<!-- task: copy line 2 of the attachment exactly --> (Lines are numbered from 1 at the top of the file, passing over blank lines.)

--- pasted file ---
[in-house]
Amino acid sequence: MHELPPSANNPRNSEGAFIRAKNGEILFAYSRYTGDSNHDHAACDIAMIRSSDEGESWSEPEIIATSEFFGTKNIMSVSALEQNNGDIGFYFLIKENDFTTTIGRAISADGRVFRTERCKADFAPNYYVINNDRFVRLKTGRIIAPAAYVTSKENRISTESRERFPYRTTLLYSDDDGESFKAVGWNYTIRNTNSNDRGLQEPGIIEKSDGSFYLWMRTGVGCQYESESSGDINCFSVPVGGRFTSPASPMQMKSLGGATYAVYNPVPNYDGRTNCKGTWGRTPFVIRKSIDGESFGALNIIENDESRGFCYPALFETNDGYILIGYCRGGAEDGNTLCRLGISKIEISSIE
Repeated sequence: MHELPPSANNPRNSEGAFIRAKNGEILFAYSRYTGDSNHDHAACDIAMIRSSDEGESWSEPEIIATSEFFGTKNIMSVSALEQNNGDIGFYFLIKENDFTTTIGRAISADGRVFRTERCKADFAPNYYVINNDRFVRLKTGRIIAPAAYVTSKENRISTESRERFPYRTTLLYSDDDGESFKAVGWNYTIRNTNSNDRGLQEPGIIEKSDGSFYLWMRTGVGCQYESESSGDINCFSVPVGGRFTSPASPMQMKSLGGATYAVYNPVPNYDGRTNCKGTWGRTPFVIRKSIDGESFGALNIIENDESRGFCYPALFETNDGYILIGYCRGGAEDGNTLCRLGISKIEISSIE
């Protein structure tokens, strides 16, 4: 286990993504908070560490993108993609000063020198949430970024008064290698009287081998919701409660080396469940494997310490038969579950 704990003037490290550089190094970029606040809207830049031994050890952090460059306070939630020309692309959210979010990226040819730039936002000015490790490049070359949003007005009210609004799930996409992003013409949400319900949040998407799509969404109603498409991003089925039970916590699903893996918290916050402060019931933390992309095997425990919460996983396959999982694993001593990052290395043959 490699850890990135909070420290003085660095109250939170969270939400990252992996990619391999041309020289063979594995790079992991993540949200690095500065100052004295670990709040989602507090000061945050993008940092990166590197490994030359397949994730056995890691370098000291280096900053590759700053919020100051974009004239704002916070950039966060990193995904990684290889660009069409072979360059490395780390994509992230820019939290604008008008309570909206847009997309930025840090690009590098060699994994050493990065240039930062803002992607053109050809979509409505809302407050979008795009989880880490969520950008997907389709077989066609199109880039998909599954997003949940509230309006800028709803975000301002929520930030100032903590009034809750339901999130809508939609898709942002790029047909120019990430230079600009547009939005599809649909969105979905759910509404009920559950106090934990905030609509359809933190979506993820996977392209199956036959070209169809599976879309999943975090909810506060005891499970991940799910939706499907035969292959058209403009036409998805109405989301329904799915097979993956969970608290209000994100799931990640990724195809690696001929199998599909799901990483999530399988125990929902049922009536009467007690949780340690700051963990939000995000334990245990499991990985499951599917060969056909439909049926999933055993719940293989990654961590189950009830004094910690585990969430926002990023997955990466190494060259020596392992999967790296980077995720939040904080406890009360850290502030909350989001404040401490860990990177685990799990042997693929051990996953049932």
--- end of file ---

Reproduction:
Amino acid sequence: MHELPPSANNPRNSEGAFIRAKNGEILFAYSRYTGDSNHDHAACDIAMIRSSDEGESWSEPEIIATSEFFGTKNIMSVSALEQNNGDIGFYFLIKENDFTTTIGRAISADGRVFRTERCKADFAPNYYVINNDRFVRLKTGRIIAPAAYVTSKENRISTESRERFPYRTTLLYSDDDGESFKAVGWNYTIRNTNSNDRGLQEPGIIEKSDGSFYLWMRTGVGCQYESESSGDINCFSVPVGGRFTSPASPMQMKSLGGATYAVYNPVPNYDGRTNCKGTWGRTPFVIRKSIDGESFGALNIIENDESRGFCYPALFETNDGYILIGYCRGGAEDGNTLCRLGISKIEISSIE